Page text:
Impetigo contagiosa

Last Updated: 2019-08-26

Author(s): -

  • Especially children between 2-5 years are affected.
  • Most common childhood bacterial disease.
  • May cause endemic diseases in schools and kindergartens.
  • Predisposition factors
    • Atopic Eczema
    • scabies
    • chickenpox
    • Warm, humid climate
    • penuriousness
    • Living together with a lot of people
    • Poor hygiene
  • Staphylococci form exfoliative toxins which attack desmoglein 1 as serine proteases. This leads to acantholysis of St. granulosum (also known as localized Staphylococcal Scalded Skin Syndrome or staphylogenic Lyell Syndrome).
  • Classification
    • Non-cop form.
    • Bullous form. 
  • Primary infections: Infestation of healthy skin.
  • Secondary infections (impetigination): Infestation of pre-damaged skin (injuries, atopic eczema, scabies, etc.).
  • Incubation period 
    • 2-10 days.

Etiopathogenesis 

  • The transmission occurs through smear infection or direct body contact. In rare cases, objects can also serve as a source of infection. Continuous cold can damage the skin and facilitate infection.

Honey yellow encrusted erythematous maculae.

  • Clinic.
  • Bacterial smear.
  • ASL titre, ASO titre.
  • U-status (e.g. glomerulonephritis), follow-up examination recommended after 2-4 weeks.
  • HIV infection should be ruled out in adults [1607190].

Often face.

  • Postinfectious glomerulonephritis 
  • Rheumatic fever 
  • Purulent conjunctivitis 
  • Otitis media

Healing after 1-2 weeks.

Systemic Therapy 

  • Systemic therapy is indicated in case of disseminated infestation or general symptoms (fever, aching limbs, lymphadenopathy).
  • Augmentin p.o. 625 (500/125) mg 3x daily (adults and children > 40 kg)
  • Cefuroxime p.o. 250-500 mg 2x daily (> 12 year), 125 mg 2x daily (5-12 year and ≥ 15 kg); intravenously 750 mg-1.5 g 3-4x daily.
  • Erythromycin p.o. 500 mg 3x daily, maximum dose: 4 g/d (adult), 40-100 mg/kg bw/day (5-12 years).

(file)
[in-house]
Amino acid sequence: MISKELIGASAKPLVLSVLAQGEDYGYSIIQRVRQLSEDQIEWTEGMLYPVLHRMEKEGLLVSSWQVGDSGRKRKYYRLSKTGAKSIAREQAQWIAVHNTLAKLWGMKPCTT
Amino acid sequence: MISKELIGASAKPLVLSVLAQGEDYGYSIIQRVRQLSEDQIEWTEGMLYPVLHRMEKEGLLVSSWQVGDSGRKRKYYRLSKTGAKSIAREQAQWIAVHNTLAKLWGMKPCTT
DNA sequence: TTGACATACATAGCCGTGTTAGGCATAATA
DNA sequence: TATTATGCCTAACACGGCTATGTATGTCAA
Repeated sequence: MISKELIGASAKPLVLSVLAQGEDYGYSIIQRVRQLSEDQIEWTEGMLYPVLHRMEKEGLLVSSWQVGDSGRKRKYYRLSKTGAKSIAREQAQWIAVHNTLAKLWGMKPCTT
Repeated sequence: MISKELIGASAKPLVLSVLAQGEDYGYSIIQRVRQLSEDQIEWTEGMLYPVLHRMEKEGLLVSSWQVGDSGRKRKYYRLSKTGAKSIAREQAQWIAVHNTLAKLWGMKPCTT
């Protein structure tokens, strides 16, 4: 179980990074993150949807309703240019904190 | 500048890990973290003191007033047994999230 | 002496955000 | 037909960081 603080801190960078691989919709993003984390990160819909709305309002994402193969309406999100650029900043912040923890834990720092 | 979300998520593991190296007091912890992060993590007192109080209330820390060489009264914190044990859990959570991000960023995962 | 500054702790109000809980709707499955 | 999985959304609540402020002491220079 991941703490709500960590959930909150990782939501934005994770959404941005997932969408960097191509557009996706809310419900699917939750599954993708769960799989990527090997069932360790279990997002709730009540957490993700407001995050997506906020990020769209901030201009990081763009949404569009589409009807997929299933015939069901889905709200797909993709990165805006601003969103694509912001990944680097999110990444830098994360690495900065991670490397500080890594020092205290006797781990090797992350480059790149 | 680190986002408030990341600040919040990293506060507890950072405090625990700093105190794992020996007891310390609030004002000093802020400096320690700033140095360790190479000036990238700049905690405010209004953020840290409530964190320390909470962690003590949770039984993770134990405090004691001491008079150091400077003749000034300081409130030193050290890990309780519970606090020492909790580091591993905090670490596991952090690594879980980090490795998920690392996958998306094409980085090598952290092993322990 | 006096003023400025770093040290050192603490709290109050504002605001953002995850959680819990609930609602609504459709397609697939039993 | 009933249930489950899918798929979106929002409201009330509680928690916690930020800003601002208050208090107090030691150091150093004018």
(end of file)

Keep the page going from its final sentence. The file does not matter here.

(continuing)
In case of relapse:

  • Possible chronic carrier of bacteria: bacterial smear (nose, perianal)!

     

               For itching:

  • Sedative antihistamines
  • Clemastine p.o. 1 tablet 1x daily
  • Dimetind p.o. 1 tablet 1x daily 
  • Non-sedative antihistamines:
  • Desloratadine p.o. 1 tablet 1x daily 
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  2. Hartman-Adams H, Banvard C, Juckett G. Impetigo: diagnosis and treatment. Am Fam Physician 2014;90:229-35.
  3. Romani L, Steer AC, Whitfeld MJ, Kaldor JM. Prevalence of scabies and impetigo worldwide: a systematic review. Lancet Infect Dis 2015;15:960-7. 
  4. Pereira LB. Impetigo - review. An Bras Dermatol 2014;89:293-9. 
  5. Koning S, van der Sande R, Verhagen AP, et al. Interventions for impetigo. Cochrane Database Syst Rev 2012;1:CD003261. 
  6. George A, Rubin G. A systematic review and meta-analysis of treatments for impetigo. Br J Gen Pract 2003;53:480 
  7. Liu Y, Kong F, Zhang X, Brown M, Ma L , Yang Y. Antimicrobial susceptibility of Staphylococcus aureus isolated from children with impetigo in China from 2003 to 2007 shows community-associated methicillin-resistant Staphylococcus aureus to be uncommon and heterogeneous. Br J Dermatol 2009;161:1347-50.
  8. Kikuta H, Shibata M, Nakata S, Yamanaka T, Sakata H, Akizawa K et al. Predominant Dissemination of PVL-Negative CC89 MRSA with SCCmec Type II in Children with Impetigo in Japan. Int J Pediatr 2011;2011:143872. 
  9. Amagai M, Matsuyoshi N, Wang ZH, Andl C , Stanley JR. Toxin in bullous impetigo and staphylococcal scalded-skin syndrome targets desmoglein 1. Nat Med 2000;6:1275-7.